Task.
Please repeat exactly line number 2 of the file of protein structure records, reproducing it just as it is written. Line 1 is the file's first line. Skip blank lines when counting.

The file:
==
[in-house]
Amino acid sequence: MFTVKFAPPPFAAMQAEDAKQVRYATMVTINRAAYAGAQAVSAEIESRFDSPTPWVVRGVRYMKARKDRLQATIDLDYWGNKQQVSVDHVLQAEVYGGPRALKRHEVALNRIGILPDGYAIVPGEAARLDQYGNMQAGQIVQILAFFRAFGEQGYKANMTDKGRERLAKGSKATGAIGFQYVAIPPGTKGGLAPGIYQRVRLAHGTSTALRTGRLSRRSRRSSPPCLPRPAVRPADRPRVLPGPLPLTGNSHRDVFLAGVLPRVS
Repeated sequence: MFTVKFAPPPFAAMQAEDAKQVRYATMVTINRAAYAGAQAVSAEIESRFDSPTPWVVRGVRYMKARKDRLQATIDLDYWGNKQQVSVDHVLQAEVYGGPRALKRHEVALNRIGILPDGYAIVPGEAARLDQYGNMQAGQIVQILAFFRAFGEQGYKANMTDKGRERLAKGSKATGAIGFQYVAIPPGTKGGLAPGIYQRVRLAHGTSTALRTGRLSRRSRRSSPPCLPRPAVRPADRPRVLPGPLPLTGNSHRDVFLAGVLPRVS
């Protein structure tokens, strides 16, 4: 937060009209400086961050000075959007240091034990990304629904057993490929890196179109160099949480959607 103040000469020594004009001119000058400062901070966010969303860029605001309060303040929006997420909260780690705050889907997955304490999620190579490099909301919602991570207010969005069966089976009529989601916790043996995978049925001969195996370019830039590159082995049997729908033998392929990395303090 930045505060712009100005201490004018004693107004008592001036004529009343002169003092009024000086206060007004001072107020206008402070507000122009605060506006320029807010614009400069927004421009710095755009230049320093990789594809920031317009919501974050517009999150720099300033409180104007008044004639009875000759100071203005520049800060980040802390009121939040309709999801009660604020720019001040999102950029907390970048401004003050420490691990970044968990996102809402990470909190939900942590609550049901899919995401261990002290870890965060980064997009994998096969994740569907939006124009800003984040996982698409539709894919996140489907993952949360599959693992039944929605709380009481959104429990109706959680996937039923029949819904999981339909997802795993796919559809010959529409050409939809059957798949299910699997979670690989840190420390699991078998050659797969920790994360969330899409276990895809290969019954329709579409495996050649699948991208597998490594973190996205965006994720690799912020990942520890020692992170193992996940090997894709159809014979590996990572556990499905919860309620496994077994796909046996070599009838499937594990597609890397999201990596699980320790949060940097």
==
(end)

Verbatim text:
Amino acid sequence: MFTVKFAPPPFAAMQAEDAKQVRYATMVTINRAAYAGAQAVSAEIESRFDSPTPWVVRGVRYMKARKDRLQATIDLDYWGNKQQVSVDHVLQAEVYGGPRALKRHEVALNRIGILPDGYAIVPGEAARLDQYGNMQAGQIVQILAFFRAFGEQGYKANMTDKGRERLAKGSKATGAIGFQYVAIPPGTKGGLAPGIYQRVRLAHGTSTALRTGRLSRRSRRSSPPCLPRPAVRPADRPRVLPGPLPLTGNSHRDVFLAGVLPRVS